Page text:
So, tickets and reservations in hand by the beginning of October, we started to wait. Day after day, day after day, we stuck, nor breath nor motion. Then a week before we left, Jennifer forwarded some anagram site to me. She typed in my name and got "See Nirvana Clear," which was cute (though she also got something like "Revere Anal Scan"). As a lark, I typed in "Walton High Reunion" and got "Ruin a whole night? No!" Road Gods talking to me again, I blinked in surprise. I forwarded it onto JR, and we spent the next week laughing about it.
      October 22, the day of our departure, came upon us soon enough.

T
ooling JR's shiny Saturn down to the new airport, which seems like it's about a zillion miles away though it's probably about ten, we get to the ticket counter with plenty of time. I had decided for some reason to wear my cowboy hat, so I was walking around the concourse looking like a right bubba. We managed to check our bags in and get our boarding passes, squeeze through the bookstore, and grab a beer without incident. We sat and waited for our plane to start boarding, we slowly sipped our beers, Jennifer idly noticed some co-workers of hers, I pulsed out some money, yadda yadda yadda.
      We went through Houston, which was unusual but uneventful, and then we hopped on the connection to Atlanta. I had made the dubious "bargain" with Jennifer that I would sit in the middle for the Atlanta leg if she would sit in the middle for the Houston leg. We plopped down in our seats, and the guy who sat down next to me was obviously agitated. He kept asking about the phone, re-iterating to me how ridiculous that it was a GTE phone but wouldn't take his GTE card. He had left a bag sitting on the floor of LAX, and was worried about it. He kept sighing and puffing, and I looked at him and told him, "Guy, you've got to let it go. You've got your credit card, you can buy some clothes, don't worry."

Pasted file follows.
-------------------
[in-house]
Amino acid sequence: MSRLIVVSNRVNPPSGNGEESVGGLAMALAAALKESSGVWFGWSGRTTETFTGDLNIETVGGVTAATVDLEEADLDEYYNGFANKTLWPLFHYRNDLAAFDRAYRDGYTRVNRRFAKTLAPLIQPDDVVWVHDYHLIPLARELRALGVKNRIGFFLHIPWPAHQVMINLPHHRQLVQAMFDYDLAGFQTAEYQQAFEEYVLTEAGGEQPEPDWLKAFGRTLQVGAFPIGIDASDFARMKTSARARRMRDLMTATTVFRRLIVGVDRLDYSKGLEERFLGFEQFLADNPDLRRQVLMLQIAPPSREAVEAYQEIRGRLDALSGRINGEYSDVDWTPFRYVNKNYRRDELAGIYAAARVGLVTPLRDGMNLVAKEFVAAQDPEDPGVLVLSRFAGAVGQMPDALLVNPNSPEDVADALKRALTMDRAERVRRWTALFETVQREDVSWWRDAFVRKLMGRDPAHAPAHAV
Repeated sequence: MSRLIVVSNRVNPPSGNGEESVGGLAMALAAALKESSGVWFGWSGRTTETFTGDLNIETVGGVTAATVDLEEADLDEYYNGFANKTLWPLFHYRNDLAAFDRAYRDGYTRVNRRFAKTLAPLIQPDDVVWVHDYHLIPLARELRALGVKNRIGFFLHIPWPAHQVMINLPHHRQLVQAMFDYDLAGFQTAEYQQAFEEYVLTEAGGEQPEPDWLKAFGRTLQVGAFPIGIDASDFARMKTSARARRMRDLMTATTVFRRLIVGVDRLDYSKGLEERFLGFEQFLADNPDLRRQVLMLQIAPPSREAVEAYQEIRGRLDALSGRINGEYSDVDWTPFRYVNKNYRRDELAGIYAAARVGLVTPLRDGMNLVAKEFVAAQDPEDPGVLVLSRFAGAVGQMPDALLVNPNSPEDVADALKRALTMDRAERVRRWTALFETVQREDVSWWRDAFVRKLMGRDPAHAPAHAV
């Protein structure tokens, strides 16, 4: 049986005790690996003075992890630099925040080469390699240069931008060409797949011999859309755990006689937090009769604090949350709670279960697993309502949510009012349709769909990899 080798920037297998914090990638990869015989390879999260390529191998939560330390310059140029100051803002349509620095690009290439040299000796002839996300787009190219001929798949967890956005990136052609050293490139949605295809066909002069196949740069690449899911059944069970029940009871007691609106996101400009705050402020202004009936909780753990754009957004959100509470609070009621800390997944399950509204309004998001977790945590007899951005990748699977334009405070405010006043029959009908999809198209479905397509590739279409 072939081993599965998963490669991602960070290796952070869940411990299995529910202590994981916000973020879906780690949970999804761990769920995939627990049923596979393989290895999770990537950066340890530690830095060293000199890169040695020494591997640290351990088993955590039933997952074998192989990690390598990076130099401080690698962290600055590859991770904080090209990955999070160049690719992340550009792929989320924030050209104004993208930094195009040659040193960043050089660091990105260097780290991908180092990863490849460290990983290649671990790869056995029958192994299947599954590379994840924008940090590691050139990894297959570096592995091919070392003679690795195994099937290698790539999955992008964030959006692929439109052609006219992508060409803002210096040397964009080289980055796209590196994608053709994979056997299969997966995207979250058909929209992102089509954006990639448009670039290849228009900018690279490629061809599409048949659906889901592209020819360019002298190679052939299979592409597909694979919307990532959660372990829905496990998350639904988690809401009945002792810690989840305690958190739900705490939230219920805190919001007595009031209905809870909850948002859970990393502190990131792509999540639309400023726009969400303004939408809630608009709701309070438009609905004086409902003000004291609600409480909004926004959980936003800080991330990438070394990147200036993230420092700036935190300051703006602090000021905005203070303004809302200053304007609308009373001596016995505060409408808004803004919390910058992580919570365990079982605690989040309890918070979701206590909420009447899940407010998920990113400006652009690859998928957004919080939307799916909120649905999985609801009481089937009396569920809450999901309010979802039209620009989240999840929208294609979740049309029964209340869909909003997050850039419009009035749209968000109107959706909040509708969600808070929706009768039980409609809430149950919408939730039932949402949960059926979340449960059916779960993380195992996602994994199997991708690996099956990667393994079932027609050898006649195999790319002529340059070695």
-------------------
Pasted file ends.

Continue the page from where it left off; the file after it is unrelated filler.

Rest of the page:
"No, that was the main bag. That was the bag I need."
      "How bad can it be? Which bag was it? 'Just the one with all my money and valuables.' Haha."
      "Er. Yeah. Ha."
      "Uhm."
      "I need that bag."
      JR and I never got quite what was in the bag, but it was obviously important to this guy. Our speculations tended towards the drug side of the street, for I suppose obvious reasons. To throw him off the scent, I let this guy read the copy of Maxim I had bought. In between this guy trying to commiserate about his bag, JR and I chewed the fat for most of the flight, and we made it down to Atlanta in one piece and right on time. As we got off the plane, I told the guy "Good luck, my man!" Thanks, thanks.
      Off the plane, Christina and Greg are just walking up to the gate as we turn towards the baggage claim. Hugs and handshakes are exchanged, and we make it down to the train to catch a ride to baggage claim. Jennifer starts to tell Christina and Greg about this guy we sat next to, "He just wouldn't shut up about his damn bag." Of course at this moment the guy materializes and walks over, as chummy and nervous as ever. Egad. Good luck on your bag, guy, but you're starting to give me the willies.